Where were you in the summer of 1968? Tom Nolen was home on leave from the service and visiting his best girl and his favorite car, his ’55 Chevy hardtop. It was set up with a 348 with three Deuces and a three-speed but, since he was broke, he sensed this would be the last time he would get to see his ride before he sold it. So he and his girlfriend, Pat, took some pictures of each other with the car before he went back to Davisville, Rhode Island, where Tom was a Navy Seabee.

Out of the service in 1969, he married Pat and started his life but, as it is so often with hot rodders, Tom never forgot his first car. Even though the factory muscle car era drew him in, deep down inside he thought he’d like to build another ’55.

Now, 40 years later, Tom felt he needed to get back to his roots, and the groundwork for another ’55 began to be laid, but the process didn’t start with a car, it started with the motor.

Just up until a few years ago Tom was still pretty heavy into the muscle car scene. He had a ’70 Nova powered by a 427 but, when he ran across a headless 409 (a previous owner had stripped the heads and used them on a 348), he ended up buying it and then began to figure out what to put it in. In 2009 he looked around and found a rolling chassis and sheetmetal for a ’55 that not only included perfect California metal (the car had less than 48,000 miles on it!) but Nomad rear quarter-panels already added.

With the basics in hand, Tom began assembly on the chassis using Danchuk traction bars and a Currie 9-inch rear (3.50:1) with Monroe air shocks while the front used a set of heavy-duty coils. Tom also used a power disc brake conversion kit from Danchuk and set the car up on 15-inch Cragar S/S mags (4s and 8s) wrapped in Mickey Thompson Sportsman rubber (26x6x15 and 28x10x15).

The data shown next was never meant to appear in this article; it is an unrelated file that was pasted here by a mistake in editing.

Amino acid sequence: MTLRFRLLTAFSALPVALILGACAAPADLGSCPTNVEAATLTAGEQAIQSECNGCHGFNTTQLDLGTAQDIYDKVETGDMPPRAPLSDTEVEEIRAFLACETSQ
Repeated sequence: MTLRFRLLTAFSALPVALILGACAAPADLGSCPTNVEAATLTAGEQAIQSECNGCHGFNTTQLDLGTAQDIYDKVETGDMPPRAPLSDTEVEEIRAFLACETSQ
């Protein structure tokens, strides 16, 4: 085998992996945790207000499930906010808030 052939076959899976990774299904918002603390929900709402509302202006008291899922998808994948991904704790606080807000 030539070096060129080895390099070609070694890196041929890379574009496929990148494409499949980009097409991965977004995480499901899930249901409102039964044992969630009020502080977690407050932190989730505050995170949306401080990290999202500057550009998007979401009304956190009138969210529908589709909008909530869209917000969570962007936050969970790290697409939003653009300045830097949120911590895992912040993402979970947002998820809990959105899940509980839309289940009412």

For the engine, Tom relied heavily on both Rolla Competition Engines and Jim Evan Racing who went well beyond the call of duty to provide Tom with a spectacular powerplant. Originally the block came from a truck, but this block was bored and stroked to become a 476-inch behemoth that would have loads of torque.

Internals included a Callies Performance Products Compstar 4-inch crank, Callies Compstar 6.385-inch rods, and Ross 4.35-inch pistons dialed in at 11:1. A COMP Cams solid roller camshaft (one that swaps the 4-7 firing order) was also installed, and a set of Edelbrock heads (with COMP Cams Ultra Pro rockers) that were severally ported were bolted in place. Up top an Edelbrock aluminum manifold went on as did a pair of 500 Edelbrock Thunder Series carbs, and an MSD ignition delivers the spark.

Rolla Competition Engines finished up the assembly with a custom-built header kit from Schoenfeld, Flowmaster mufflers, and 3-inch exhaust. The engine was dyno’d by Evans, but the numbers didn’t make him happy. He reworked the heads and tweaked them some more until he was able to pull 647 horses out of the big-block and 602 pounds of torque! All that motor was bolted up to a Keisler TKO 600 five-speed transmission (equipped with a Center Force dual friction disc and pressure plate) that is rowed by a Hurst shifter (relocated to fit the ’55).

With the exception of the Nomad rear quarters, the metal on Tom’s ’55 was in good shape and now major massaging or modifications were needed. Gary Finney, from Hillsboro Hot Rod, helped with fitting the big motor into the engine compartment and a hole was added in the hood for a vintage Cal Custom scoop before Jim Hooker painted the ride with 9700 GM Black paint. RHR Graphics came by soon after to add the 409 graphics in gold leaf to the front fenders.

Inside the car it looks like 1955—with the exception of the vintage Sun tach and cup bolted to the steering column and a couple of Stewart-Warner gauges attached under the dash. Though it looks like the stock AM radio is still in the middle of the dash, it has been converted so an MP3 player with a small amp can be used for tunes. However, the black loop carpet and graphite vinyl on the split front bench seat from Arch Classic Interiors looks factory.

With fondness Tom looks back to a time and the car he once dated his future wife with (they’ve been married now for 42 years), and he knows you can never go back, but with this ’55 he has also proven you can get awful close.